Habitat Restoration

  • Viestenz-Smith Mountain Park Wins ASLA Honor Award

    Logan Simpson is proud to announce that we have received the ASLA Colorado’s Honor Award for Viestenz-Smith Mountain Park!

    Viestenz-Smith Mountain Park is a park and natural area along the Big Thompson River and US 34.  The park was destroyed in 2013 by a devastating flood. This reconstruction was the opportunity to create a more resilient river and public park that is appropriate for its setting in the Foothills Life Zone of the Rocky Mountains. The park features a realigned and more natural river, native aquatic and terrestrial habitat restoration, trails, picnic areas, river access, and educational exhibits and structures. A unique platform provides an authentic river fishing experience for users of all abilities, overlooks and benches are located along the trails, and visitors can learn about the history and ecology of the site.  Remnants of a 1920’s hydroelectric plant, a settlers’ cabin from the 1860s, Civilian Conservation Corps shelters, and other historic structures provide not only visual interest, but are a reminder that many lessons learned in the past are still relevant today. The park is loved by Loveland residents and visitors, and is at capacity every weekend that it is open.

  • AzASLA Recognizes Tres Rios Environmental Restoration

    Aquatic and riparian vegetationThe Arizona Chapter of American Society of Landscape Architects recently recognized the Tres Rios Environmental Restoration project with an Award of Excellence in the General Design category. Construction, mining, and engineering firm Kiewit Western Co. and LSD worked together on the habitat restoration project for the U.S. Army Corps of Engineers and City of Phoenix. Phase III work included a native plant inventory; removal and control of invasive species (primarily Salt Cedar); grading and excavation of the historic river channel; and restoration of riparian and wetland marsh habitats within the active stream area.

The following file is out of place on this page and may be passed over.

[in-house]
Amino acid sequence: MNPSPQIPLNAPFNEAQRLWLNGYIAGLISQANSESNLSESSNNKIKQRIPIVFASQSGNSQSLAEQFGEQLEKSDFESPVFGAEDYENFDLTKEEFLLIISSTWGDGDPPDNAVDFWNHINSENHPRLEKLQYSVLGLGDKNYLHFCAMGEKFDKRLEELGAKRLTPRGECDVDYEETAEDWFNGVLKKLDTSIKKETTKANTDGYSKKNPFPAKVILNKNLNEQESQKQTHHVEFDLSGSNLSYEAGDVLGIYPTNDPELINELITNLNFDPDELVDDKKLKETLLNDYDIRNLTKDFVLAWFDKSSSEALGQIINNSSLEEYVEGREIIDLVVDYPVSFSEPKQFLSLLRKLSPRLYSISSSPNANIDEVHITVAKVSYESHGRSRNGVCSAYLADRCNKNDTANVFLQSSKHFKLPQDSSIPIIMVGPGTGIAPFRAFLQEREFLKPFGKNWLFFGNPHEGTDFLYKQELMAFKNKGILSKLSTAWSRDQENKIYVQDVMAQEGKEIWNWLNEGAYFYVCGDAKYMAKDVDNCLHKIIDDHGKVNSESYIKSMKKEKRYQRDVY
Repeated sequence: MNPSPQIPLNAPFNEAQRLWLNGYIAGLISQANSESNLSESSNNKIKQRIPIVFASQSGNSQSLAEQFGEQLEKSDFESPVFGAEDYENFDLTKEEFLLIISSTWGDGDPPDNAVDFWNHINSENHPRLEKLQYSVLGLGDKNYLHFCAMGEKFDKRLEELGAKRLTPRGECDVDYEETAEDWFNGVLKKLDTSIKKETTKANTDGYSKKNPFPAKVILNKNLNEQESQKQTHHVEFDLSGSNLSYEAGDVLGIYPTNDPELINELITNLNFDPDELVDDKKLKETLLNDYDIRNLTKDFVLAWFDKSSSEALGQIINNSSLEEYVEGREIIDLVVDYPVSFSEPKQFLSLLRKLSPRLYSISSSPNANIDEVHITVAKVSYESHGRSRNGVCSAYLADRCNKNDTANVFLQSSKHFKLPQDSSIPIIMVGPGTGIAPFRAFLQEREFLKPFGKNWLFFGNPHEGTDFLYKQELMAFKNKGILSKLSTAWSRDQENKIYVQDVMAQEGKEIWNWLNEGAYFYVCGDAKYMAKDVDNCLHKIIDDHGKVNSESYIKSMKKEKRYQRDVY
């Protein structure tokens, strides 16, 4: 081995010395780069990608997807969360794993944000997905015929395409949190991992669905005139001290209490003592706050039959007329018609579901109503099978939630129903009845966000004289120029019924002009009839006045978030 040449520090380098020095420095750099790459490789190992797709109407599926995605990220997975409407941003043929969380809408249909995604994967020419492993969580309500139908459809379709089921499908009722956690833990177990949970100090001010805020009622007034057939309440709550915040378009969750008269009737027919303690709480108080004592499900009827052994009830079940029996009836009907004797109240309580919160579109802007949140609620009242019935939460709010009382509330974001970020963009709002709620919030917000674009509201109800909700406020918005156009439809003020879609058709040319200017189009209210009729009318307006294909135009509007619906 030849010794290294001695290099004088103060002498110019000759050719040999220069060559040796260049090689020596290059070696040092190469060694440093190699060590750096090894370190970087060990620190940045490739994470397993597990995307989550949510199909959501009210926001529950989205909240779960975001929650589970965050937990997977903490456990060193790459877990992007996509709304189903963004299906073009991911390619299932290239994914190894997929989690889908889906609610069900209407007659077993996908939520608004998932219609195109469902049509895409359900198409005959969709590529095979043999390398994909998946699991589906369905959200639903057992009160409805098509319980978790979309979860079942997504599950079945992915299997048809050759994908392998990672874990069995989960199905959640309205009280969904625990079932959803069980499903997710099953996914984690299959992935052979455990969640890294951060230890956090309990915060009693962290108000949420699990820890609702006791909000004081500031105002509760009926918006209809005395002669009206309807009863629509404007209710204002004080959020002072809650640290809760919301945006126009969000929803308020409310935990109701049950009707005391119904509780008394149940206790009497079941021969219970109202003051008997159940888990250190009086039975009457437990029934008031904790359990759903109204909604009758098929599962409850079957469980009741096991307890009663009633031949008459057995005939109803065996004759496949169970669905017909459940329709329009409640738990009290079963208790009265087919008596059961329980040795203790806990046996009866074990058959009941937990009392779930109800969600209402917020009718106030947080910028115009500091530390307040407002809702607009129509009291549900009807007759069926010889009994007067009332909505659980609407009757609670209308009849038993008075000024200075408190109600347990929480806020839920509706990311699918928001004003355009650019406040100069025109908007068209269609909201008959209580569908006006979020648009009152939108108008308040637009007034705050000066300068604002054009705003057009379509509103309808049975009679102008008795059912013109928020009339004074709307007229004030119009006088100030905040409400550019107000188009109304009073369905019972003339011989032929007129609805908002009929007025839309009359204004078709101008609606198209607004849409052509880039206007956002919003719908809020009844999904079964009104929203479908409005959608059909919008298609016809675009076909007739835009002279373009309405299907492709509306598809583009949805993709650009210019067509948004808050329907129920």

Craig Coronato, FASLA, Director of Design, accepted the award for LSD.

    Winning projects received Awards of Excellence or Honor and were judged by landscape architects based upon design and planning quality and execution, response to site context, environmental sensitivity and sustainability, and value to the public, the client, and other designers. Additionally, special awards were given in the categories of Educators of the Year, Friend of the Year, Volunteer of the Year, Sage of the Year, and Landscape Architect of the Year.

    Completed in May 2012, the environmental planning project created 44 acres of new open-water reaches, 10 acres of marsh habitat, and 46 acres of riparian habitat. The Salt, Gila, and Agua Fria river corridors were revegetated with new aquatic plants and cottonwood and willow trees.

    Arizona Chapter of American Public Works Association, also recently selected the Tres Rios Environmental Restoration, Phase 3A & 3B project as this year’s recipient of the Public Works Project of the Year in the Environment – $5 – $25 Million category.

    LSD is also the primary designer for five separate trailheads that will provide gateways to multi-use trails leading to the Overbank Wetlands and Flow Control Wetlands at the 91st Avenue Treatment Plant and the Tres Rios Environmental Restoration project.

  • Environmental Planning Spotlight: Tres Rios Environmental Restoration Wins Crescordia Award

    Environmental organization Valley Forward recently recognized the Tres Rios Environmental Restoration project for environmental planning excellence. Construction, mining, and engineering firm Kiewit Western Co. and LSD worked together on the habitat restoration project for the U.S. Army Corps of Engineers and City of Phoenix. Phase III work included a native plant inventory; removal and control of invasive species (primarily Salt Cedar); grading and excavation of the historic river channel; and restoration of riparian and wetland marsh habitats within the active stream area.

    Completed in May 2012, the environmental planning project created 44 acres of new open-water reaches, 10 acres of marsh habitat, and 46 acres of riparian habitat. The Salt, Gila, and Agua Fria river corridors were revegetated with new aquatic plants and cottonwood and willow trees.

    LSD is also the primary designer for five separate trailheads that will provide gateways to multi-use trails leading to the Overbank Wetlands and Flow Control Wetlands at the 91st Avenue Treatment Plant and the Tres Rios Environmental Restoration project.

    Kiewit Western Co. submitted the project for Valley Forward’s review.

    Valley Forward video courtesy SRP Communications Services